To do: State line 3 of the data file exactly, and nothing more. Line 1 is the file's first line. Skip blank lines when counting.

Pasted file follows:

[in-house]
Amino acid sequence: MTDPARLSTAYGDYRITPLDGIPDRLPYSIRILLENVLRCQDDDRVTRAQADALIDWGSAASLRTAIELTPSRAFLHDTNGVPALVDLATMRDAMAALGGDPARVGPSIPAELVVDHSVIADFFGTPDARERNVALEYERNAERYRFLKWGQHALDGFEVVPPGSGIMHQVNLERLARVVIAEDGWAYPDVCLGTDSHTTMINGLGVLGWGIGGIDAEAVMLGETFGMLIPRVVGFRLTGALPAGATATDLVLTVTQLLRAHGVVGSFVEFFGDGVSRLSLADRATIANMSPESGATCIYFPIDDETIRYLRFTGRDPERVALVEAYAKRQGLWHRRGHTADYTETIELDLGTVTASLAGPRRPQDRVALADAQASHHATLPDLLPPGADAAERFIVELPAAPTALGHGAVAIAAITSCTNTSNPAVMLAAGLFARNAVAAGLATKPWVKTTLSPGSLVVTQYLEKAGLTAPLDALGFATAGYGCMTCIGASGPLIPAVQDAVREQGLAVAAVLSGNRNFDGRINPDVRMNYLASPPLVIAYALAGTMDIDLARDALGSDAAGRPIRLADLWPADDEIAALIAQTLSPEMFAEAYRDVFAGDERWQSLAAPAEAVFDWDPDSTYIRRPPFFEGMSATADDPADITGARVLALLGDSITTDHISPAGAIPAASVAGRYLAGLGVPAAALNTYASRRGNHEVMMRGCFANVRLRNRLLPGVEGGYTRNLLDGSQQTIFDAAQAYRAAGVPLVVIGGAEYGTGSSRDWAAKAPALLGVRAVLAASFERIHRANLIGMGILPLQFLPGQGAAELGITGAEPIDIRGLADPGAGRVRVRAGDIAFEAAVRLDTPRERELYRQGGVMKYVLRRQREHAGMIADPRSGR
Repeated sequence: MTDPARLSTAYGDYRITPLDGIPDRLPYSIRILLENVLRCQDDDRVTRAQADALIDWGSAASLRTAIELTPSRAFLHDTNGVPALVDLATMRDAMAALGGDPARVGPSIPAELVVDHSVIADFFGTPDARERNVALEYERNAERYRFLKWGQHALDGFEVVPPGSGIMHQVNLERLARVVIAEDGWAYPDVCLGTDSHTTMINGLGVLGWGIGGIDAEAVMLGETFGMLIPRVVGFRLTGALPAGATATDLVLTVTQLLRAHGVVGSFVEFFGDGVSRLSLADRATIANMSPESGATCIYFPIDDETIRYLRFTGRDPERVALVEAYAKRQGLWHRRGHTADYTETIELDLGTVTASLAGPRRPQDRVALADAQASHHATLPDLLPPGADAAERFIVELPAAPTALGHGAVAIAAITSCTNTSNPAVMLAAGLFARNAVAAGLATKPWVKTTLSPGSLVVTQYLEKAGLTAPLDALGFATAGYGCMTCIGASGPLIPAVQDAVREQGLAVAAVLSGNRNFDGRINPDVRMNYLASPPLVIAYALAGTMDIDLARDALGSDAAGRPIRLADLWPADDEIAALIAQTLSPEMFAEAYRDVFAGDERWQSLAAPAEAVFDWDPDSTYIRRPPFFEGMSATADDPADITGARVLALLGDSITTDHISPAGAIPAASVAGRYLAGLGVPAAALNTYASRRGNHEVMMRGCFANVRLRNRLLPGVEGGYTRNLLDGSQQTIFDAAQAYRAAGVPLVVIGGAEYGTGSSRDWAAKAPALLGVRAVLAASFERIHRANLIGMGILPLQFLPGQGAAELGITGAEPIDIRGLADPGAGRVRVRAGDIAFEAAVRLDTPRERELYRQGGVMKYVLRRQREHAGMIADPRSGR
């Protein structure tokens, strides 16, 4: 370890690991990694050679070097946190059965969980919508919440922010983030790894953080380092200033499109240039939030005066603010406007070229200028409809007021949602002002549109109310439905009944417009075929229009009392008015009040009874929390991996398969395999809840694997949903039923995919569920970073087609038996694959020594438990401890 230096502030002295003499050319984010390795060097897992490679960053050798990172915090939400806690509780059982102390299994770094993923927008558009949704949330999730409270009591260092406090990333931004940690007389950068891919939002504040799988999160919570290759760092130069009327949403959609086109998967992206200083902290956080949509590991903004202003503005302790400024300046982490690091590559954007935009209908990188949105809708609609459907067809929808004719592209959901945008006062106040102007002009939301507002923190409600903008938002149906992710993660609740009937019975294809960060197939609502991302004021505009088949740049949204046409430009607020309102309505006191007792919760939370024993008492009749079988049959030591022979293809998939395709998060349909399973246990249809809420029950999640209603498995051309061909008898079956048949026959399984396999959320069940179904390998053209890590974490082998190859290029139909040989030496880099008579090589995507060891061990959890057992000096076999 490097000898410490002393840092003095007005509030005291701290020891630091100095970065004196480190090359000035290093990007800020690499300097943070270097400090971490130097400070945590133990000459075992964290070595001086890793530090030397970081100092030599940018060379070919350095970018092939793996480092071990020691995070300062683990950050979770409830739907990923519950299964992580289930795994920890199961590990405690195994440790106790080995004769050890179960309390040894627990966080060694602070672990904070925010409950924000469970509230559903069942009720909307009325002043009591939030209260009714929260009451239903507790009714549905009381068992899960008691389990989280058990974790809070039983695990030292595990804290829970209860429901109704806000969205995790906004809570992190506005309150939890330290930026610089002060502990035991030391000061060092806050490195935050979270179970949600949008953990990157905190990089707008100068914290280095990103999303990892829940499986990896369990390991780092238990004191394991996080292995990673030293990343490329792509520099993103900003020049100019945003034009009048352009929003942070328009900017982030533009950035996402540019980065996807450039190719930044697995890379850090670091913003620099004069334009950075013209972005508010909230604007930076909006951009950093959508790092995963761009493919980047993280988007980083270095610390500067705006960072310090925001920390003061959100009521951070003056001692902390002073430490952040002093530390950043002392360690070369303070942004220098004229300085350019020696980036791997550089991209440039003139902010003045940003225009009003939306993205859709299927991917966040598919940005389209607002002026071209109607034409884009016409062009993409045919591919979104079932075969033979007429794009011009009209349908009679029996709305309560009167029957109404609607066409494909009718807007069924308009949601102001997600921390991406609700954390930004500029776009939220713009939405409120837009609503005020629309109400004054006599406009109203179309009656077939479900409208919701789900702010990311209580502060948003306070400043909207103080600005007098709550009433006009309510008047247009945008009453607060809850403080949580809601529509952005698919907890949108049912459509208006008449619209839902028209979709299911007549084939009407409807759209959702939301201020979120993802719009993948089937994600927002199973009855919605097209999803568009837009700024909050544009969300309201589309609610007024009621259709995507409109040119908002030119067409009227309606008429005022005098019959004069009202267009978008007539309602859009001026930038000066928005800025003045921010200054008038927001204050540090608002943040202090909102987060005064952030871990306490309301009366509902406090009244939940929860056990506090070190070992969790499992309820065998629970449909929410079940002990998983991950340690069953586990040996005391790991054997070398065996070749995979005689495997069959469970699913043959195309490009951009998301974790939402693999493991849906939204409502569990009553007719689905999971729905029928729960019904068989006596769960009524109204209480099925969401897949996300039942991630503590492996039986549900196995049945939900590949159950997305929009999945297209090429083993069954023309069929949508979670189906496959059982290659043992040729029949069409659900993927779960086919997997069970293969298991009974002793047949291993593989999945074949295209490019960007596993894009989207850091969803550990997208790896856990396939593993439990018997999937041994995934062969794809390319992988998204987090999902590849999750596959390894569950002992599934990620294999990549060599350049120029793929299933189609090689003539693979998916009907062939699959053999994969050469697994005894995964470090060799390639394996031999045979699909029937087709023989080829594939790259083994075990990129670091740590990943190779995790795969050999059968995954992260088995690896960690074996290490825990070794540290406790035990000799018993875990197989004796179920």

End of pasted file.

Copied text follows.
Repeated sequence: MTDPARLSTAYGDYRITPLDGIPDRLPYSIRILLENVLRCQDDDRVTRAQADALIDWGSAASLRTAIELTPSRAFLHDTNGVPALVDLATMRDAMAALGGDPARVGPSIPAELVVDHSVIADFFGTPDARERNVALEYERNAERYRFLKWGQHALDGFEVVPPGSGIMHQVNLERLARVVIAEDGWAYPDVCLGTDSHTTMINGLGVLGWGIGGIDAEAVMLGETFGMLIPRVVGFRLTGALPAGATATDLVLTVTQLLRAHGVVGSFVEFFGDGVSRLSLADRATIANMSPESGATCIYFPIDDETIRYLRFTGRDPERVALVEAYAKRQGLWHRRGHTADYTETIELDLGTVTASLAGPRRPQDRVALADAQASHHATLPDLLPPGADAAERFIVELPAAPTALGHGAVAIAAITSCTNTSNPAVMLAAGLFARNAVAAGLATKPWVKTTLSPGSLVVTQYLEKAGLTAPLDALGFATAGYGCMTCIGASGPLIPAVQDAVREQGLAVAAVLSGNRNFDGRINPDVRMNYLASPPLVIAYALAGTMDIDLARDALGSDAAGRPIRLADLWPADDEIAALIAQTLSPEMFAEAYRDVFAGDERWQSLAAPAEAVFDWDPDSTYIRRPPFFEGMSATADDPADITGARVLALLGDSITTDHISPAGAIPAASVAGRYLAGLGVPAAALNTYASRRGNHEVMMRGCFANVRLRNRLLPGVEGGYTRNLLDGSQQTIFDAAQAYRAAGVPLVVIGGAEYGTGSSRDWAAKAPALLGVRAVLAASFERIHRANLIGMGILPLQFLPGQGAAELGITGAEPIDIRGLADPGAGRVRVRAGDIAFEAAVRLDTPRERELYRQGGVMKYVLRRQREHAGMIADPRSGR